- Some readers might be grateful for Appendix B, which proves the basic properties of Floer’s space, e.g. that it is a separable Banach space which contains enough bump functions to prove nice transversality results via the Sard-Smale theorem. Funny story: the reason I ended up writing this appendix is that in the original version of these notes, I made at least one catastrophic technical error in my presentation of spectral flow in Lecture 3. I doubt whether anyone who read that version of the notes noticed, as the error was hidden behind a lemma that I stated without proof because the proof would have required the Sard-Smale theorem (which we only covered four lectures later). Long story short, last summer I finally sat down to write up a proof of that lemma and found out that it was wrong, it couldn’t possibly work the way I’d envisioned it, because I was trying to apply the Sard-Smale theorem with a Banach space of perturbations that was not separable.(**) I wouldn’t have noticed if I hadn’t started asking myself fundamental questions like “why is the space separable anyway?”, but I did, and in the effort to answer them, I both revised Lecture 3 and wrote Appendix B.
Unlike most of the existing references, I also made an effort in these notes to include general stable Hamiltonian structures in the setting of all technical results whenever possible. This is not always possible—the result on transversality in symplectizations for instance requires some extra condition on either the hyperplane distribution or the curve in order to exclude certain pathological counterexamples. It is also not strictly necessary if all you want to do is set up SFT as a framework for invariants of contact manifolds; assuming of course that the usual trouble with transversality for multiple covers can be solved somehow, it should suffice for that purpose to work with “contact-type” stable Hamiltonian structures. But of course we don’t just want to define the theory, we’d also like to be able to compute it, and e.g. for the computations on in Lecture 10 and in many other situations that have arisen in my own research, it proves extremely useful to be able to relate the usual contact data to something more general and exploit the technical apparatus in that more general setting. In the effort to present things this way, I found out that a lot of basic lemmas that many of us have been taking for granted for years were actually never proved in their properly general setting, and the proofs sometimes require slightly new ideas. This ended up making the first half of Lecture 9 in particular (on asymptotic results) a lot longer than I expected it to be.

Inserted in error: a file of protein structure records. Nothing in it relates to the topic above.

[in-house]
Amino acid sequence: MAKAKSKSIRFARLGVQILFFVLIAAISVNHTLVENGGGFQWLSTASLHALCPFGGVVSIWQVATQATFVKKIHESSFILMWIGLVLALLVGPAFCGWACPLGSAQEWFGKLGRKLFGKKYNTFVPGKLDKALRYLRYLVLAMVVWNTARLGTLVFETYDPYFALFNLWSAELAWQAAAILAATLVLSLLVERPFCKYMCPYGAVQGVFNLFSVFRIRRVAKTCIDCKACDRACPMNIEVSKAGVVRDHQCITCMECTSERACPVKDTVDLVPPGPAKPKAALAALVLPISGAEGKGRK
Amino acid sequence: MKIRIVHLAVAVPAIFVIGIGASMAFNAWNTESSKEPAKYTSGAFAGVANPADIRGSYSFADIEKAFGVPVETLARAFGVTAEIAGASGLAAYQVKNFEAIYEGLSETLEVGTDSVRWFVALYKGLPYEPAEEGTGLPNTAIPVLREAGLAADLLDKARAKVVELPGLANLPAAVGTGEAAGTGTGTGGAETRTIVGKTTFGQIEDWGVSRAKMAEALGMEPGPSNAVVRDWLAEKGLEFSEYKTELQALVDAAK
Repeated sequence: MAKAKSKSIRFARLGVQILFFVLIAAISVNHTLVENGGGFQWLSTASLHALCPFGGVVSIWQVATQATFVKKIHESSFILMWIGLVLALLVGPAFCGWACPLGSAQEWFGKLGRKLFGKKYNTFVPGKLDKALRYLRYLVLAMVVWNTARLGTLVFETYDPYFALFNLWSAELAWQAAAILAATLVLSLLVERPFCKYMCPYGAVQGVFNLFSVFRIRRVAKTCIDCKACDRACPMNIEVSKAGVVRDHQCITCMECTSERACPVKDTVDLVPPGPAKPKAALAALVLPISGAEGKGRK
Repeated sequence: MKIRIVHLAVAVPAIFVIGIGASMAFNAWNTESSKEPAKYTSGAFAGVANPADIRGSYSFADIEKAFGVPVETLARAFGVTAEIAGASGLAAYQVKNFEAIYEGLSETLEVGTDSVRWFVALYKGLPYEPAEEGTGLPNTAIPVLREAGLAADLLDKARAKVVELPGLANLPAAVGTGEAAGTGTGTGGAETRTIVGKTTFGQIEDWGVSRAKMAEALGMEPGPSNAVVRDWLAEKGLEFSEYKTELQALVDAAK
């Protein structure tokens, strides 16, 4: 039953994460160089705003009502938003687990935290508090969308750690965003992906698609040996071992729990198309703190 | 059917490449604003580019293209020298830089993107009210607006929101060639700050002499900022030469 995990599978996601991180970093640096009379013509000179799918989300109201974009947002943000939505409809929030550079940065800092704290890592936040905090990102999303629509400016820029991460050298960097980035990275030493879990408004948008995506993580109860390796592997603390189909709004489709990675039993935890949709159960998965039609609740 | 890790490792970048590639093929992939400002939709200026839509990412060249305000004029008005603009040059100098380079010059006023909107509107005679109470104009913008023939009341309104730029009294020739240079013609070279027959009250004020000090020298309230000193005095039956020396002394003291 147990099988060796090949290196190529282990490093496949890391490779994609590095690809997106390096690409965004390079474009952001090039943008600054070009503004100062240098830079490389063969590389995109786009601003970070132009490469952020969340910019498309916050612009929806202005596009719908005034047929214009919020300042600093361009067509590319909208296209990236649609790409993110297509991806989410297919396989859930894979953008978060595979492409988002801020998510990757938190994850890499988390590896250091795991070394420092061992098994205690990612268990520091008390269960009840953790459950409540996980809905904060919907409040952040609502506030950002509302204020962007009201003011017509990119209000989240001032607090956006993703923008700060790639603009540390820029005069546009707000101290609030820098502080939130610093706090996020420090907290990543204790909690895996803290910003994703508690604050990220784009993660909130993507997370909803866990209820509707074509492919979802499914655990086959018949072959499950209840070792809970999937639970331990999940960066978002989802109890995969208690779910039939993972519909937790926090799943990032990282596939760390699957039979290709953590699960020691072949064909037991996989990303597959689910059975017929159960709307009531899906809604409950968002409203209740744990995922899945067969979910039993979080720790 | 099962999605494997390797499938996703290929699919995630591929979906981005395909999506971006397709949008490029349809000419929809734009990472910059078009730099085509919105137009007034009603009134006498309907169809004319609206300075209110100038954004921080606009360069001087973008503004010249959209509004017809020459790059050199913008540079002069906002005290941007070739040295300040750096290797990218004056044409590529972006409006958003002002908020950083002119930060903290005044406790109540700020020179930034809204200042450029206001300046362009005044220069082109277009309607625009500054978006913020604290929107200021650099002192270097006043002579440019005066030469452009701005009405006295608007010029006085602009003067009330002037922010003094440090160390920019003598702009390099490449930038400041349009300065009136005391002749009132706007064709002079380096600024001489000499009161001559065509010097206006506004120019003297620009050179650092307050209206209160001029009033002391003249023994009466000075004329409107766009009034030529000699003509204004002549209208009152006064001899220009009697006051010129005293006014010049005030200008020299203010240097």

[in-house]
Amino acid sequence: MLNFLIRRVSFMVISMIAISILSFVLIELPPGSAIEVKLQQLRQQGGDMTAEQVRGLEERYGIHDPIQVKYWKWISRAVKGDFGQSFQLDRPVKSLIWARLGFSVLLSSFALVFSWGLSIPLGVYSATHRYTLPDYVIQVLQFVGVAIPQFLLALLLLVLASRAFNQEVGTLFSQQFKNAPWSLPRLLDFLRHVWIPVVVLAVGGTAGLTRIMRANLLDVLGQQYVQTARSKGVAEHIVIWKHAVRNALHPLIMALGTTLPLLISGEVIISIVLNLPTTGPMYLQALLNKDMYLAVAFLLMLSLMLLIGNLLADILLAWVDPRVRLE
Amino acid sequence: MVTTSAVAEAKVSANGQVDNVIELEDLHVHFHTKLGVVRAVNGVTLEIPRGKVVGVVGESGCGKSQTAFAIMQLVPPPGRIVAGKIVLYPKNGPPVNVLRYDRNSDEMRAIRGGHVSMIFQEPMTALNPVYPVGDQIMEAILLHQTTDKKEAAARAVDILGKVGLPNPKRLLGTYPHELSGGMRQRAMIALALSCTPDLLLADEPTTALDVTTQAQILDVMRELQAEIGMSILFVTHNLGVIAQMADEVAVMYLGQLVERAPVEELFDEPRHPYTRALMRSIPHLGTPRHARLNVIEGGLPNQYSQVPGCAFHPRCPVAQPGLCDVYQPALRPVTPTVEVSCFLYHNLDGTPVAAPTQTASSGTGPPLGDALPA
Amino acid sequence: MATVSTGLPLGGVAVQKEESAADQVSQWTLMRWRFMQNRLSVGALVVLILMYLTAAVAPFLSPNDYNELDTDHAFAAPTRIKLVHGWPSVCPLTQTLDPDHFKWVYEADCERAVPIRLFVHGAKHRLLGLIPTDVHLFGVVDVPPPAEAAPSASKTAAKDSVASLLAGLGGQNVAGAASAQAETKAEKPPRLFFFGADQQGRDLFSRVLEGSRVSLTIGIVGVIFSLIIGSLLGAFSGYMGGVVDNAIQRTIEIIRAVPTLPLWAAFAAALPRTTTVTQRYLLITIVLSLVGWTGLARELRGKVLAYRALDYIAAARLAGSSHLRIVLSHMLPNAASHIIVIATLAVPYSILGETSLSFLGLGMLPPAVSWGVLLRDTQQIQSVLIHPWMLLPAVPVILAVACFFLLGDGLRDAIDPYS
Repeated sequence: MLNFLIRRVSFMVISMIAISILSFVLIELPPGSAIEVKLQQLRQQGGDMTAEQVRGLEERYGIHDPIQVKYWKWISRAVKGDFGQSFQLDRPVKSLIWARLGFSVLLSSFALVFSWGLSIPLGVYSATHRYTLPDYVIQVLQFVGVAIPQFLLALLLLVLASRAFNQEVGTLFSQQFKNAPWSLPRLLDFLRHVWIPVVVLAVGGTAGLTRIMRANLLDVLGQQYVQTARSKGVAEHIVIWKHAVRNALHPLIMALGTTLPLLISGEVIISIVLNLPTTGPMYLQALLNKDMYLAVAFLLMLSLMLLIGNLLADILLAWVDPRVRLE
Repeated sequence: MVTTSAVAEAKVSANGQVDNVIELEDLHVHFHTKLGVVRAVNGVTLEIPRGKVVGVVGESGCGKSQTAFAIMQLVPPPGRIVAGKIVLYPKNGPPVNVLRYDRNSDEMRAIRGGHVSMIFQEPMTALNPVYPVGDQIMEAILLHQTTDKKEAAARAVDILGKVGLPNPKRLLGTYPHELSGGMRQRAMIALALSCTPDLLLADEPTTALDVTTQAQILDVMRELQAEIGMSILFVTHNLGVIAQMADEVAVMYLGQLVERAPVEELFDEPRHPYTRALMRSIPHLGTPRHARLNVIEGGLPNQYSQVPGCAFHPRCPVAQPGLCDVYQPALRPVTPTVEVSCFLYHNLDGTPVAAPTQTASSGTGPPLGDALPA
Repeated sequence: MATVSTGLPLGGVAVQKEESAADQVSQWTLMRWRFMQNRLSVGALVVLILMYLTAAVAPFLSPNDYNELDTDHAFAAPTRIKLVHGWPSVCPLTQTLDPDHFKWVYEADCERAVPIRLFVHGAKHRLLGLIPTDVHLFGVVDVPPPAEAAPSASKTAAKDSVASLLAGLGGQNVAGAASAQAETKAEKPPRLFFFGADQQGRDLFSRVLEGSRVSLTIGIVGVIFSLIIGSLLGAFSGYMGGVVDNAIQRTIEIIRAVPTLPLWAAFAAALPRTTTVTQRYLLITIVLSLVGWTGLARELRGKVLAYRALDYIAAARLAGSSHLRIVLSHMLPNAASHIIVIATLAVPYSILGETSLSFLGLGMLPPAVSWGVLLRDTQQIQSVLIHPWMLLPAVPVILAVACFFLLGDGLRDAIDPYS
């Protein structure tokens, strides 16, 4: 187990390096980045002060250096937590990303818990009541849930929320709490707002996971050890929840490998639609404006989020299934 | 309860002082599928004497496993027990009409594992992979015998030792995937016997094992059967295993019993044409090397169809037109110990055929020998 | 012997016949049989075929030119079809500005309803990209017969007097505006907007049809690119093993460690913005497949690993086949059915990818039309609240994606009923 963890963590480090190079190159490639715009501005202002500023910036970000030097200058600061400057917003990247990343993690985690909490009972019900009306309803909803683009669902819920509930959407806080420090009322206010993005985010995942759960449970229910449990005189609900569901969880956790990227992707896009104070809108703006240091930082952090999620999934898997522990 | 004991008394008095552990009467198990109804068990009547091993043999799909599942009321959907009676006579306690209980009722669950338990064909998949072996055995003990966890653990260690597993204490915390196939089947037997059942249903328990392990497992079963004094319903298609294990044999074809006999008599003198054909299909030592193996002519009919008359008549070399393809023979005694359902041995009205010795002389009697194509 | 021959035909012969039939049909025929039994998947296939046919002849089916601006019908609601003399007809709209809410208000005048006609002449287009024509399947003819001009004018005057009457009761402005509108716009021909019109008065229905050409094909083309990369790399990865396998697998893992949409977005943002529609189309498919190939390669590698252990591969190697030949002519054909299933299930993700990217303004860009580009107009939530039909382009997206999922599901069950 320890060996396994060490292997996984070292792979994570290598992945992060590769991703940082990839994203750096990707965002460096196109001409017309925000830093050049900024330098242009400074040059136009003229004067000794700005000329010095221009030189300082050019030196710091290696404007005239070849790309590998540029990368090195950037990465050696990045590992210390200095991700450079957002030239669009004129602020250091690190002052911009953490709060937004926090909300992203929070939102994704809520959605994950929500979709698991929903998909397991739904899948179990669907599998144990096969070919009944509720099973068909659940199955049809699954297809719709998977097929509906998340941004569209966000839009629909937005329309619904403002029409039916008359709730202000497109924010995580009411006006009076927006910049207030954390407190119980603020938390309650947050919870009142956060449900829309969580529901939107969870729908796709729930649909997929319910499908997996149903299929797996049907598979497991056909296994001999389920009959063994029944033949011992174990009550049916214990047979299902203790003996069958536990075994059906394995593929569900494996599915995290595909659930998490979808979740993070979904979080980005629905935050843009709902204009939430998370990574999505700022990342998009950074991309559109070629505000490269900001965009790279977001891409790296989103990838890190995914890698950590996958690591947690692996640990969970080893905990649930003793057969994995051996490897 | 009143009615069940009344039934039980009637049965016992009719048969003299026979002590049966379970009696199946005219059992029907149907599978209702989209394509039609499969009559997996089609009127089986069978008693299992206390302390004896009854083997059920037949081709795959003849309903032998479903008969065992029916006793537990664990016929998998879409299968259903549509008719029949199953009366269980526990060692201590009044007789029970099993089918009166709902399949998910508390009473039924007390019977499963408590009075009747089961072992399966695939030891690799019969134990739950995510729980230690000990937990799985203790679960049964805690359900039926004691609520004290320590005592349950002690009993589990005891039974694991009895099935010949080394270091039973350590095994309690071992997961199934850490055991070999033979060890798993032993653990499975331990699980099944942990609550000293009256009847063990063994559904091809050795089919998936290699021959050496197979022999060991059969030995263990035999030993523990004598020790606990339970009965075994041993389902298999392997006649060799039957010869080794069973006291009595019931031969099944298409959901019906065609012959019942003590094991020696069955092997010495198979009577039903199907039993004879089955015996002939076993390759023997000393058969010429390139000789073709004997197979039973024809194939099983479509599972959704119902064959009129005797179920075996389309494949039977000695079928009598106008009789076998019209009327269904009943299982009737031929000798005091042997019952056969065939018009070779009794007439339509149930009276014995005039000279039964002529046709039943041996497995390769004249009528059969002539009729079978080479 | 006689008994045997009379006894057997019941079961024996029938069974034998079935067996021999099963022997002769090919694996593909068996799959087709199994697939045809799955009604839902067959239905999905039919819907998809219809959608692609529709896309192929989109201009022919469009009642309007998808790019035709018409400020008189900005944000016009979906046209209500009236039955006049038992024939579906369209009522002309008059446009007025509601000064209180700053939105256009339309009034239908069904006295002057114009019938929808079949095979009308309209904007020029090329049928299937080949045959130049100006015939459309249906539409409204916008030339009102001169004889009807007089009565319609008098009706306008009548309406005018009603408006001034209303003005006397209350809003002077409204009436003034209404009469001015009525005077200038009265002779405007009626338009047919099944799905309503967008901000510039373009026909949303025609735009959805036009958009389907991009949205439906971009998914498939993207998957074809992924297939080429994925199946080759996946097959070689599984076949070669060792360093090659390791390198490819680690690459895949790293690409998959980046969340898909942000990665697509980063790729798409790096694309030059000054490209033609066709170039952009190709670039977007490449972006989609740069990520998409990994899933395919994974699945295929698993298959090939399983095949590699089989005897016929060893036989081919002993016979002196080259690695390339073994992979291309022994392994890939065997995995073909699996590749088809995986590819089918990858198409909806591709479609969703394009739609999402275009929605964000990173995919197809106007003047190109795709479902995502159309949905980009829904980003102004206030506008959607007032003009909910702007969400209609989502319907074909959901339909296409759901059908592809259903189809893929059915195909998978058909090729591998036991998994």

Speaking of Lecture 9, the second half of it discusses the SFT compactness theorem, and I tried to illustrate the main ideas behind the proof but made no attempt to make this discussion complete or self-contained. I did not want to end up writing a whole book about the SFT compactness theorem, and anyway, such a book already exists.
Another thing that is not included in the uploaded draft is… well, the entirety of Lectures 14, 15 and 16. There are two practical reasons for this: (1) it’s pretty easy to convince a publisher to let you keep the manuscript of your book freely available online in perpetuity if you tell them you won’t include the last three chapters. More immediately, (2) I haven’t typed them up yet. But they will appear in the published version, so I’ll post news about that as soon as there is news to post (sometime in the next year).
(*) The wisdom of not discussing Morse-Bott methods is of course highly debatable, as Morse-Bott methods are indisputably useful. The truth is: I had one lecture left before the Christmas vacation and I wanted to use it for proving a big theorem, not just more technical lemmas. That’s why the 3-torus discussion is in Lecture 10 and not Lecture 11.
(**) We all learned at some point that the Banach space of bounded sequences is not separable. I was never impressed by this since I’ve never seen arise naturally in any problem I cared about. But here’s another Banach space that isn’t separable: the space of bounded linear maps on a Hilbert space . It doesn’t matter if itself is separable, because contains an isometric embedding of . This means you have to be extremely careful in any discussion of “generic families of operators ,” as the Sard-Smale theorem doesn’t apply, so e.g. you can’t assume that a smooth Fredholm map defined on or (I mention this next example for no reason at all) has an abundance of regular values. As my former PhD advisor would say: shit happens.